This Week: Five Events You Need to Know (March 18)
Here are five of the most important news stories this week, as well as relevant links to the full articles and videos here on theTrumpet.com.
Former Russian spy Sergei Skripal and his daughter, Yulia, were found unconscious outside of a shopping mall in Salisbury, England, on the afternoon of March 4. It was discovered that they had been exposed to a lethal, military-grade nerve agent called Novichok.
The brutal assassination attempt in England has Russian fingerprints all over it; it’s a warning from Moscow to the world: Cross Russia and face the consequences.
The German government announced on March 7 that it intends to increase the number of soldiers it has deployed in Afghanistan, raising the maximum number of troops in the country from 980 to 1,300.
One of the main reasons for the deployment of German soldiers to Afghanistan is to train Afghan troops. The deteriorating security situation in the country, however, has compelled the Germans to deploy more soldiers to protect their forces from the growing Taliban presence. Afghanistan is vital to Germany’s larger strategy which Trumpet editor in chief Gerald Flurry discussed in his article “The Whirlwind Prophecy.”
Egypt approved the formation of a massive $7 billion Russian industrial zone in Port Said, a mere five miles from the strategic Suez Canal, on March 7. The zone, according to Russia’s government-controlled Sputnik website, is “a key project for Moscow in Egypt, which will enhance bilateral economic relations and is a part of the Russian Trade Ministry’s larger strategy.”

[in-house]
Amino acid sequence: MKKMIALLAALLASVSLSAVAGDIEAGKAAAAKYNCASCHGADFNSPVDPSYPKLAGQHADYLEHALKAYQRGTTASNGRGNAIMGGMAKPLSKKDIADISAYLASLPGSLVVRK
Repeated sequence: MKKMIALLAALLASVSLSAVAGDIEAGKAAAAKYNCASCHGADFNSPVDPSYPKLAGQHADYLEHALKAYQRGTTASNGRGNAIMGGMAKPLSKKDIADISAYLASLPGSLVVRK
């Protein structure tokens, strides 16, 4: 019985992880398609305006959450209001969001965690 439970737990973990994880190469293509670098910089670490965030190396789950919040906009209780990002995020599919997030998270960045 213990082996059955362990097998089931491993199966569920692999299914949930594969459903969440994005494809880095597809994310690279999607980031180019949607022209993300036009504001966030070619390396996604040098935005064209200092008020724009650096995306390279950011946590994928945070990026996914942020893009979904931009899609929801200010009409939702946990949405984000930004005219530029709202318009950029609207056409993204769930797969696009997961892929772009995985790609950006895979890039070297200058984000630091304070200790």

“Egyptian President Abdel Fattah al-Sisi [is using Russian aid] to gain leverage in a deteriorating relationship with the United States,” wrote the Jamestown Foundation on February 14. “Egypt’s leaders remain wary of growing too close to the Russians—the last period of close cooperation ended badly.”
How does Russia fit into Egypt’s strategic plan? What does this have to do with Bible prophecy?
On February 22, the government of Djibouti announced its seizure of the crucial Doraleh Container Terminal, the primary supply center for America’s military base in Djibouti, Camp Lemonnier. Gen. Thomas Waldhauser, head of U.S. Africa Command, believes Dijbouti seized the port in order to present it as a gift to China.
“If the Chinese took over that port, the consequences could be significant if there were some restrictions on our ability to use that, because obviously the supplies that come in not only take care of Camp Lemonnier and other places inside the continent, it is a huge activity there,” General Waldhauser said. “Moreover, our U.S. Navy ships come in and out of there to refuel and whatnot. There could be some consequences, that is why it is important to watch this.”
As of 2014, United States Census data reported that an estimated 1.9 million fathers are fulfilling the traditional role of the mother by staying at home with the kids while their wife goes to work. This is a remarkable figure considering that only six men registered as “stay-at-home dads” in 1970. While research indicates that 80 percent of these men would rather be working if circumstances permitted, 20 percent are willingly trading their suit and briefcase for an apron and diaper bag. The National At-Home Dad Network places the number of willing at-home fathers much higher at 70 percent.
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